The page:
Nearly 58,000 primary care practices projected to close by end of June.
Several new studies paint a sobering picture for physician practices as the nation nears the end of the third month of the COVID-19 pandemic. Around 58,000 primary care practices may close by the end of June, according to the American Academy of Family Physicians, while many others have laid off and furloughed stuff.
Via its HealthLandscape interactive web-based tool, AAFP projects that physician practice wages and salaries will plummet by more than $64 billion by the end of June and practice job losses-including physicians-will be slashed by 784,133.
By the end of May, AAFP projects that 38,693 practices will close, 522,756 job losses will occur, and wages and salaries will be reduced by more than $43 billion.
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In more bad news, only 47 percent of primary care practices said they had enough cash on hand to stay open for four more weeks, according to an April Primary Care Collaborative survey, and 42 percent are furloughing or laying off staff.
More than 500 primary care practices surveyed by Primary Care Collaborative in early May said their practice has temporarily closed, while 18 said their practice has permanently closed-and that was just one week worth of data. “Fifty-seven percent note that payments are less than enough to cover care delivered,” PCC noted.
California practices suffering
Physicians practices in California have been particularly hard hit, as the state was the first to issue a statewide shelter-in-place order. Since the beginning of March, physician practice revenue in California has dropped by 64 percent, the California Medical Association (CMA) found in a recent survey. Three-quarters of respondents report a revenue decline of 50 percent or greater.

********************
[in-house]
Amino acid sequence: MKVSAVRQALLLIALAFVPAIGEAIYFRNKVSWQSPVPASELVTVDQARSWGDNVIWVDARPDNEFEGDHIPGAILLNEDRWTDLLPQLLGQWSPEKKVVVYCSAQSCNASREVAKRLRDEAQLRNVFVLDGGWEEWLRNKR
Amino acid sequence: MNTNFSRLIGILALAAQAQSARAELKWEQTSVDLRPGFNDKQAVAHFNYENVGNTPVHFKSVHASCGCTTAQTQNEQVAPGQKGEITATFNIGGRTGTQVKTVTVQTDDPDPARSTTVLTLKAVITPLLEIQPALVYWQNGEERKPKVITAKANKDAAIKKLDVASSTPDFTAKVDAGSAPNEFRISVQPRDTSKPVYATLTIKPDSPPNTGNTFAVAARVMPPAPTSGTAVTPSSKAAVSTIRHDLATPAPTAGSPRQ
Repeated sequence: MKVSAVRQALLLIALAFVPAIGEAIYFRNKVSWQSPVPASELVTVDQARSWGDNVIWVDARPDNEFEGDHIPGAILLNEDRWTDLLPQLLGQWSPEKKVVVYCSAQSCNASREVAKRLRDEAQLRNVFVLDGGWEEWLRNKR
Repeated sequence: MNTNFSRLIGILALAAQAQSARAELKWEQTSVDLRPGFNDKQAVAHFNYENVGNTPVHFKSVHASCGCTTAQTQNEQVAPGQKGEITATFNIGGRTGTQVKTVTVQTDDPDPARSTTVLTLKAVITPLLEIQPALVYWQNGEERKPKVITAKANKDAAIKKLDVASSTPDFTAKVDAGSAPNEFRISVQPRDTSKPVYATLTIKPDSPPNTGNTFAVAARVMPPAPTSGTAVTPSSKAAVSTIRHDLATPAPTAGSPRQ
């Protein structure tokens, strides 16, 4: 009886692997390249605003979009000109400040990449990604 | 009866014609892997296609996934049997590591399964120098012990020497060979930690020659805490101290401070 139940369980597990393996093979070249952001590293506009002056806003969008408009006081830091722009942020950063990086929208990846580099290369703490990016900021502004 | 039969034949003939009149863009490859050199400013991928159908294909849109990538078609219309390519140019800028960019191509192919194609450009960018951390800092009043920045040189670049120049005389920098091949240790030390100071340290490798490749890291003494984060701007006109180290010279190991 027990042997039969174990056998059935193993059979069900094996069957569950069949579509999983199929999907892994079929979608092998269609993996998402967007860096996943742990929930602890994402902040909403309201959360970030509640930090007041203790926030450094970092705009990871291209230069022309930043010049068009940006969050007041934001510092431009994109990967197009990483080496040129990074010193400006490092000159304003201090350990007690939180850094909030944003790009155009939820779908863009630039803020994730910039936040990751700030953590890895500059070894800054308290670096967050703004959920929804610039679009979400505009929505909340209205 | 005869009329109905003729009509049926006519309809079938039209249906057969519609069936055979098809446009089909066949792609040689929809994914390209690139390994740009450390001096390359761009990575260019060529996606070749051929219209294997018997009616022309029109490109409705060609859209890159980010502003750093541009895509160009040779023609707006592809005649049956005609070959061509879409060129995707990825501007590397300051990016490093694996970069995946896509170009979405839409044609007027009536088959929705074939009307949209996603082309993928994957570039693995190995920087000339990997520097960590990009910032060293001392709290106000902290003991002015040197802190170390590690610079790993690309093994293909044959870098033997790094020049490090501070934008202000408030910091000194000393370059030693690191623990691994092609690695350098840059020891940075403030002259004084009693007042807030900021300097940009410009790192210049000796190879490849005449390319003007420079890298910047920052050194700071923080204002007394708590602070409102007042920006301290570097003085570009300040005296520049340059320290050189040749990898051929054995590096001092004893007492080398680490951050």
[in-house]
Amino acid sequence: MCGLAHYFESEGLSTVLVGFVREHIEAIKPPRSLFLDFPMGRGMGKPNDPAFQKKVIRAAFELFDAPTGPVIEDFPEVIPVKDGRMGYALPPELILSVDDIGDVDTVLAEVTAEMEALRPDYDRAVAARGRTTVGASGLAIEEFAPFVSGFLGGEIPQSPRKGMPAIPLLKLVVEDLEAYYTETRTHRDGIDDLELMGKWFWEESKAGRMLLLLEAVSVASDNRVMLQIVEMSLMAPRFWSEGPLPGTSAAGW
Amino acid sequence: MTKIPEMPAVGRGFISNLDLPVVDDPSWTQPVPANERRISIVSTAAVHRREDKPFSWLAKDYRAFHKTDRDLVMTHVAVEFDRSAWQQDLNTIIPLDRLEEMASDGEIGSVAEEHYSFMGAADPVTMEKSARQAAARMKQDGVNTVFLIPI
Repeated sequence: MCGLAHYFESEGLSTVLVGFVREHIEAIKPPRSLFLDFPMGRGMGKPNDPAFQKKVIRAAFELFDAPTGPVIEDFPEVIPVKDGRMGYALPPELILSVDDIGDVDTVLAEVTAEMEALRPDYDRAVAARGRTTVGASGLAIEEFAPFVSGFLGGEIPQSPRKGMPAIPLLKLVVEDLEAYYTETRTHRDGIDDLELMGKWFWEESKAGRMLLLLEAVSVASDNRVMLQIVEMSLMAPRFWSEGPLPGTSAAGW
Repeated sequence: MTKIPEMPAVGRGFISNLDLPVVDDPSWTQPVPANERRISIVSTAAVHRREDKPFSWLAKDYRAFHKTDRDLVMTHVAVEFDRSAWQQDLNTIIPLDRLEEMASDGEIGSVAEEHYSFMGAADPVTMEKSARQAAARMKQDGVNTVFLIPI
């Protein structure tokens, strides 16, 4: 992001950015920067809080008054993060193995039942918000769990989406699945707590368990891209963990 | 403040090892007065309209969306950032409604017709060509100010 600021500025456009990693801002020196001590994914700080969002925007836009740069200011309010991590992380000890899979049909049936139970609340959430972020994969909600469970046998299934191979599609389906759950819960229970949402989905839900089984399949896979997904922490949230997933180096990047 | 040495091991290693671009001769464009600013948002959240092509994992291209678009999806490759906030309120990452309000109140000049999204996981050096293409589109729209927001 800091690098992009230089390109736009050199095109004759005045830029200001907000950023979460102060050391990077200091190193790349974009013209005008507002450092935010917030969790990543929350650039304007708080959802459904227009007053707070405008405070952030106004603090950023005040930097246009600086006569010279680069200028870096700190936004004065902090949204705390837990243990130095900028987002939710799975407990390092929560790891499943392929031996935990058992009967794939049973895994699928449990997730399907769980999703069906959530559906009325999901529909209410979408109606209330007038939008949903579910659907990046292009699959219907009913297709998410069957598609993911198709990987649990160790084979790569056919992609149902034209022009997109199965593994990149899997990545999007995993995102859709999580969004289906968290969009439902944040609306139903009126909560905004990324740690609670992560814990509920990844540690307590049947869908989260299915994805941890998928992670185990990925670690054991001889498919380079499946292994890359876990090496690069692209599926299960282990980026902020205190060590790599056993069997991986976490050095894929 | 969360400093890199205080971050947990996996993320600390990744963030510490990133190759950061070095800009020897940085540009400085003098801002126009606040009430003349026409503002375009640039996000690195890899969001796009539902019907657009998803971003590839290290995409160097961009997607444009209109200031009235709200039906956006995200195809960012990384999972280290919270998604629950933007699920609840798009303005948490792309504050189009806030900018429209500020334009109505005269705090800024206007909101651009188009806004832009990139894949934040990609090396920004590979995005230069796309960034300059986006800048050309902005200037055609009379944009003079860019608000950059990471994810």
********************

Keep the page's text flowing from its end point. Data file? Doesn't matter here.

Practices also said they have had a whopping 68 percent decrease in office visits. Ninety-five percent of respondents said they are worried about their practice’s financial health-nearly 47 percent are “extremely worried”, while nearly 30 percent are “very worried.”
In order to remain open, 49 percent of California physician practices have had to lay off or furlough physicians/staff. Sixty-five percent have had to reduce physician/staff hours, 34 percent have cut salaries, and 11 percent closed their practices temporarily.
Nearly half of small practices had to lay off or furlough staff compared to two percent of large practices. Eighty percent of small practices experienced a revenue decline of 50 percent or more, CMA found.
“The fallout from this crisis threatens to fundamentally alter California’s health care delivery system, not just during the COVID-19 outbreak, but for years to come. If policymakers do not take quick, decisive action to help medical practices, it will be more difficult for all practices, particularly small and medium-sized practices, to survive, thus bringing on a new wave of consolidation that increases health care costs and decreases patient access to care,” one survey respondent wrote.
Another respondent said their practice is “failing before my eye. I fear the financial implications in two to three months when no money is coming in and I have been extremely disappointed in the guidance of both my personal financial institution as well as the government.”
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According to the CMA survey, 56 percent of practices applied for a loan through the federal CARES Act, but many said the process was difficult, challenging, and that they were still waiting to hear if their application was accepted.
Surprisingly the PCC survey found that 34 percent of primary care practices received a Paycheck Protection Program loan in the past four weeks, while another third were ineligible to apply or chose not to. Fourteen percent said they received a Small Business Administration Loan. “Just over a fifth say that they received support from the federal Provider Relief Fund over the least four weeks, though the survey did not address the size of that support,” PCC said.
Less than a fifth of clinicians report receiving prospective payments from private insurers, PCC found. Thirty-six percent of practices had received prospective payments from the Centers for Medicare and Medicaid Services.
And, despite encouraging steps towards telephonic payment parity, only 42 percent of primary care practices had received payment for most of their phone-based visits, PCC said.